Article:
Kyneton Old Rectory review, Kyneton, Victoria

Our rating

5 out of 5

THE PLACE

Back in 1850, before gold turned Victoria into Australia's richest colony, agricultural centres like Kyneton (now just over an hour north-west of Melbourne by road or rail) were kicking along quite nicely: bluestone flour mills humming, stock changing hands in the saleyards and wool cheques banked. In June that year, the Church of England started work on a rectory for its ministers on the corner of Ebden and Piper streets which they thought would be the main intersection (the location of the station some time later threw a spanner in the town planner's plans). The rectory was a solid building for a solid institution, built with a mix of Colonial and Georgian styles. Fast forward to 2017 and after extensive renovation and restoration work to house and garden, the Old Rectory has emerged as Kyneton's most luxurious accommodation.

THE SPACE

The renovation of the house can't be faulted, but it's the quality of the 2000-plus square metres of gardens that really puts the Old Rectory on another plane. On the Piper Street side, a 160-year old walnut tree dominates, standing over huge lawns and outdoor dining areas. Moving around the corner are a series of hedged garden rooms (some secret ones for a surprise) and a long crab apple walk that leads from the entrance to the homestead-style veranda, shaded by wisteria with its showers of colour in spring and autumn.

THE ROOMS

A house of this age is rich in history – one of its residents was preacher David Unaipon, he of the $50 note, so one of the bedrooms is named for him. Another is one of the owners' forebears, Thomas Walker – well-named for a person who once walked from Sydney to Melbourne to get in on the land boom in the southern city. All three are big rooms, with equally big bathrooms, but the biggest is the Caroline Chisholm room. A library/lounge and dining area off the kitchen complete the package. A Bose sound system runs throughout the house.

THE FOOD

Stay in and a smart, if not overly-spacious kitchen is there for you to use and for ingredients there are some outstanding local produce stores nearby, like the Piper Street Food Company for traditional French-style charcuterie and Duck Duck Goose with its larder of fresh provisions and some wonderful cheese and smallgoods. Around the corner in Mollison Street, Banks Fine Wine is an excellent source for wines of the region and beyond. Want to eat out? Those options are also a stroll away, with two outstanding country restaurants in Midnight Starling and Source Dining. Chefs are available at an extra charge if you'd like to eat in at the Old Rectory. Breakfast ingredients are supplied.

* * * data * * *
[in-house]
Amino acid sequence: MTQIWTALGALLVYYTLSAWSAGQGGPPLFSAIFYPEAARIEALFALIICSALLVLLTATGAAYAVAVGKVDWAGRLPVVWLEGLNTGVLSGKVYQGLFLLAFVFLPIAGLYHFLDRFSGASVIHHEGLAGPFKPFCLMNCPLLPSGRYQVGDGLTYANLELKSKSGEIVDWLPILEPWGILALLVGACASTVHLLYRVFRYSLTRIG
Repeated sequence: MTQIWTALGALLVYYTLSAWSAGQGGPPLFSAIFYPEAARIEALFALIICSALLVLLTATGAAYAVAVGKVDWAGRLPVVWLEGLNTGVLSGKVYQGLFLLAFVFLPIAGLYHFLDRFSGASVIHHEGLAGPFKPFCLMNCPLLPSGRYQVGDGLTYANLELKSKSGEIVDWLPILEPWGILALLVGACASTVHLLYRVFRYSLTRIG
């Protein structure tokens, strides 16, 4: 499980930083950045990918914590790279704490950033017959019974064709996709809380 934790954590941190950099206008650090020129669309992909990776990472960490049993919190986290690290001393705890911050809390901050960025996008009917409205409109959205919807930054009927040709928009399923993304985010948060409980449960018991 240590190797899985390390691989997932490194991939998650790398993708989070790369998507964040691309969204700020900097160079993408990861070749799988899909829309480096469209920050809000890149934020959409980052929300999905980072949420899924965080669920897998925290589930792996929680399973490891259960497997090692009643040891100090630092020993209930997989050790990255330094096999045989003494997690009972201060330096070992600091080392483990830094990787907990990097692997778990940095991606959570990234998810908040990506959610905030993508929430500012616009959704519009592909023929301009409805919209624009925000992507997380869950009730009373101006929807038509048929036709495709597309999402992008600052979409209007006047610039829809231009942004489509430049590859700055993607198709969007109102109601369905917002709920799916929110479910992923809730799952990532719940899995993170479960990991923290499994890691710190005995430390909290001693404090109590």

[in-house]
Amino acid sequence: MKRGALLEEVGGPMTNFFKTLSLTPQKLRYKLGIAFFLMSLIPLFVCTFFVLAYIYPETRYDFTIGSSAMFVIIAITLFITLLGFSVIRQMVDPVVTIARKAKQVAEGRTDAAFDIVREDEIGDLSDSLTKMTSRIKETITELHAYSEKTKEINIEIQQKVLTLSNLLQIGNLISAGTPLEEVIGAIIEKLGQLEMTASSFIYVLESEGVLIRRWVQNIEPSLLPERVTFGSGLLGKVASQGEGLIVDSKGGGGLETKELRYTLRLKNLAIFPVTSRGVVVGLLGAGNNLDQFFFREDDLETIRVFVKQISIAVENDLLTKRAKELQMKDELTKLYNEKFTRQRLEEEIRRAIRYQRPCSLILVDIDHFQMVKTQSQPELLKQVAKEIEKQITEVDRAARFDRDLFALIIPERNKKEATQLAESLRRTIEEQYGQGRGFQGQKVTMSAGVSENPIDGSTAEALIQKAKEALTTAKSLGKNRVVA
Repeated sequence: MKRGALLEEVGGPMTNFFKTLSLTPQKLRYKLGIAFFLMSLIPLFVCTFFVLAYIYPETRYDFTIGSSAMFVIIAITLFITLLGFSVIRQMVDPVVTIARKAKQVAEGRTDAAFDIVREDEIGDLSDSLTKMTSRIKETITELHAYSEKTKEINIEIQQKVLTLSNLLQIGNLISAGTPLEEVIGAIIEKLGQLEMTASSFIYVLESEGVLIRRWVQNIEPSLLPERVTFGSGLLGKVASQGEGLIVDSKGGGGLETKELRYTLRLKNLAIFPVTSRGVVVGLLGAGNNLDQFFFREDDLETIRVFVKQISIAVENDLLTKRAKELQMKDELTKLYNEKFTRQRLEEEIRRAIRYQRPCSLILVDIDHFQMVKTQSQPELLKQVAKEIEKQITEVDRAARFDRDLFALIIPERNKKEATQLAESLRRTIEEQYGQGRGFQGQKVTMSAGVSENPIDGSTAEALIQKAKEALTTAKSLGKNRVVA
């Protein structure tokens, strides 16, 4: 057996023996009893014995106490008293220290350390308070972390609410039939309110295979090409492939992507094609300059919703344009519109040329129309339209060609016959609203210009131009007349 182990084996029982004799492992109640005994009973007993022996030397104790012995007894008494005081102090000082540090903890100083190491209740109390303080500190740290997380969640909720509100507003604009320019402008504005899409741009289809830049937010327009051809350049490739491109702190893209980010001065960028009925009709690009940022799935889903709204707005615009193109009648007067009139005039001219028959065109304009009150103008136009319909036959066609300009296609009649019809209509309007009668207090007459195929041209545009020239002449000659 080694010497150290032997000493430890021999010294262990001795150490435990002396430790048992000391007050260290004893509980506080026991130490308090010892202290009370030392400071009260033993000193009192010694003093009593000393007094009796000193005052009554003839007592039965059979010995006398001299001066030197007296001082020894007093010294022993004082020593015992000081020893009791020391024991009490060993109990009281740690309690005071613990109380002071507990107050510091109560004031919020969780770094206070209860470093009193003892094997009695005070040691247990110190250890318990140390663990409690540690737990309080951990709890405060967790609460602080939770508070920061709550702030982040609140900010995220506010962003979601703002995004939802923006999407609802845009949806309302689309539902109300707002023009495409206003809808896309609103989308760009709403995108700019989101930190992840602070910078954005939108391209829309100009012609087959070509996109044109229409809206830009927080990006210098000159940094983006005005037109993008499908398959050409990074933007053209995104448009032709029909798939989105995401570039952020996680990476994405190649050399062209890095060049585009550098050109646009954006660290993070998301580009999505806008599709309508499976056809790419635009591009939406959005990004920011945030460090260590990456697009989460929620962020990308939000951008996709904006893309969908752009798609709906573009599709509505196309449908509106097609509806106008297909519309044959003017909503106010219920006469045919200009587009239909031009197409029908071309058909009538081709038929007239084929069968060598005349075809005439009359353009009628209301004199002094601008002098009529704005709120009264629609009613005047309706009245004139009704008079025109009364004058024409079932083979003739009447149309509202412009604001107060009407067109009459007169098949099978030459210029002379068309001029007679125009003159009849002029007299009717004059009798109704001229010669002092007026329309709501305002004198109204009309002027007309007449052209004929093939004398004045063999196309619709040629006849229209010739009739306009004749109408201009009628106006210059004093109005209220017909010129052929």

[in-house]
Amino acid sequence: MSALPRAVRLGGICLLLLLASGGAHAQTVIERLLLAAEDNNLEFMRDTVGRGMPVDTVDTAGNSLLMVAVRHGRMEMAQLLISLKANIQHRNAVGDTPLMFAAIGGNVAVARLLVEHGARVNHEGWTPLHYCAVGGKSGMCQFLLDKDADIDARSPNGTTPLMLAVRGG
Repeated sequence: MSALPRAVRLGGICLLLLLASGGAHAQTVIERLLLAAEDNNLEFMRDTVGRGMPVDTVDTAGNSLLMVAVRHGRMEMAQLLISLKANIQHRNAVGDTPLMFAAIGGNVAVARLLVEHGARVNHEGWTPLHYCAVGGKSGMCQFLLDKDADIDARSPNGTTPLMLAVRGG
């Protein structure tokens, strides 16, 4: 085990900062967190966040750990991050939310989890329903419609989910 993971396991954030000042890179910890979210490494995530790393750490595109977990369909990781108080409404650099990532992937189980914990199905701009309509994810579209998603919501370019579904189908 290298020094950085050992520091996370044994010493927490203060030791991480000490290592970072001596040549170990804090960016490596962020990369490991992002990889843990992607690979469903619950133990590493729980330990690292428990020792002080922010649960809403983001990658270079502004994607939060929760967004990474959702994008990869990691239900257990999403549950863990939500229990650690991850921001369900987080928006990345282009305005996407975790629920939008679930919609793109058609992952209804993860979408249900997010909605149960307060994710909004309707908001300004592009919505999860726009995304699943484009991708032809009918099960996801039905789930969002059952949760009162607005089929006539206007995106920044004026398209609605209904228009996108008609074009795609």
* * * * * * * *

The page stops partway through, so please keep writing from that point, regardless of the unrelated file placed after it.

STEPPING OUT

The gardens are so vast and spectacular, why go beyond, other than for food and beverages? If you must, galleries in Piper Street include Sarah Gabriel's, who also holds drawing classes. Another belongs to John Lloyd – also a musician, Lloyd played in Icehouse and Paul Kelly and the Dots, among other bands. There's a river walk along the Campaspe and, if wineries are what you're looking for, there are some gems inside a thirty minute drive, like Curly Flat, near Lancefield or Passing Clouds, near Musk. The Kyneton Racecourse, one of country Victoria's most charming, is a 10-minute stroll from the Old Rectory

THE VERDICT

The best accommodation and probably the best garden in an old town on the rise, thanks not least to tourism and the life it gives the local artists, artisans, restaurants and produce stores.

ESSENTIALS

Whole house rental only (bedrooms can't be booked individually), starting at $1000 per night, minimum two nights on weekends and three on long weekends, with a maximum six guests (18 and over) in three bedrooms. One bedroom can be converted to have two single beds. 61 Ebden Street, Kyneton, Victoria, 3444. Phone 0439 867 480, see kynetonoldrectory.com.au

HIGHLIGHT

That walnut tree – it soars like a sentinel over its lawns and filters and frames the day and the seasons like a sculpture.

LOWLIGHT

The kitchen – it functions perfectly well, but maybe a house like this deserves a big country kitchen with a well-worn kitchen table. 

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Jim Darby, who lives nearby in the Macedon Ranges, was a guest of the Kyneton Old Rectory.